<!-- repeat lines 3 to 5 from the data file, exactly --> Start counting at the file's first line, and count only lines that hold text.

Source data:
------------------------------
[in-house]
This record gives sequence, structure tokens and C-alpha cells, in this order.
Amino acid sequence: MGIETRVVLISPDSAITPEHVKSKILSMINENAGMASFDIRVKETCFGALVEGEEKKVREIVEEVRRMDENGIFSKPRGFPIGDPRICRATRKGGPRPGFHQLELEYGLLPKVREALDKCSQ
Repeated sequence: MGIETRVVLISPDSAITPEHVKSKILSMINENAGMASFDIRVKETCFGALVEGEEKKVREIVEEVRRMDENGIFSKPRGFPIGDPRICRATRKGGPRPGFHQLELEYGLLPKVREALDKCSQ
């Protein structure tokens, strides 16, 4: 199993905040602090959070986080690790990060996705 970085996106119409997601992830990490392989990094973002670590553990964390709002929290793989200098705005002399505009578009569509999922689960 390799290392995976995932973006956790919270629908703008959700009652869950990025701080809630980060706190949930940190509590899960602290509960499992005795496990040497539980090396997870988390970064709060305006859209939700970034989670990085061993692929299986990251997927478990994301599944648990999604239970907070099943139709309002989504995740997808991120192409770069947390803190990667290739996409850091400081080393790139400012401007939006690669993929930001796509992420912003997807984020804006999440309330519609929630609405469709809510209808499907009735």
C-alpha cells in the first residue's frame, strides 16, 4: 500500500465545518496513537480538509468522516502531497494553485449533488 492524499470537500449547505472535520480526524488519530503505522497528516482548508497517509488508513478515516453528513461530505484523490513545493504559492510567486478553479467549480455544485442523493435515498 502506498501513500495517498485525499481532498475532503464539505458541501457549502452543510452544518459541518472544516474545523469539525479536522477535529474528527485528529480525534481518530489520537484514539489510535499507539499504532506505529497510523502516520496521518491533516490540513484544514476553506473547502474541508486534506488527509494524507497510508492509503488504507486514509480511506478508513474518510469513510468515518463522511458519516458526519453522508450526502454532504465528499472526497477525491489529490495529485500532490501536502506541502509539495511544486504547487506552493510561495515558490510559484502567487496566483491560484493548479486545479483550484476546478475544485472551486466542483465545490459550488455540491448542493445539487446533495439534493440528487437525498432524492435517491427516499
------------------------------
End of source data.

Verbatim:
Amino acid sequence: MGIETRVVLISPDSAITPEHVKSKILSMINENAGMASFDIRVKETCFGALVEGEEKKVREIVEEVRRMDENGIFSKPRGFPIGDPRICRATRKGGPRPGFHQLELEYGLLPKVREALDKCSQ
Repeated sequence: MGIETRVVLISPDSAITPEHVKSKILSMINENAGMASFDIRVKETCFGALVEGEEKKVREIVEEVRRMDENGIFSKPRGFPIGDPRICRATRKGGPRPGFHQLELEYGLLPKVREALDKCSQ
């Protein structure tokens, strides 16, 4: 199993905040602090959070986080690790990060996705 970085996106119409997601992830990490392989990094973002670590553990964390709002929290793989200098705005002399505009578009569509999922689960 390799290392995976995932973006956790919270629908703008959700009652869950990025701080809630980060706190949930940190509590899960602290509960499992005795496990040497539980090396997870988390970064709060305006859209939700970034989670990085061993692929299986990251997927478990994301599944648990999604239970907070099943139709309002989504995740997808991120192409770069947390803190990667290739996409850091400081080393790139400012401007939006690669993929930001796509992420912003997807984020804006999440309330519609929630609405469709809510209808499907009735």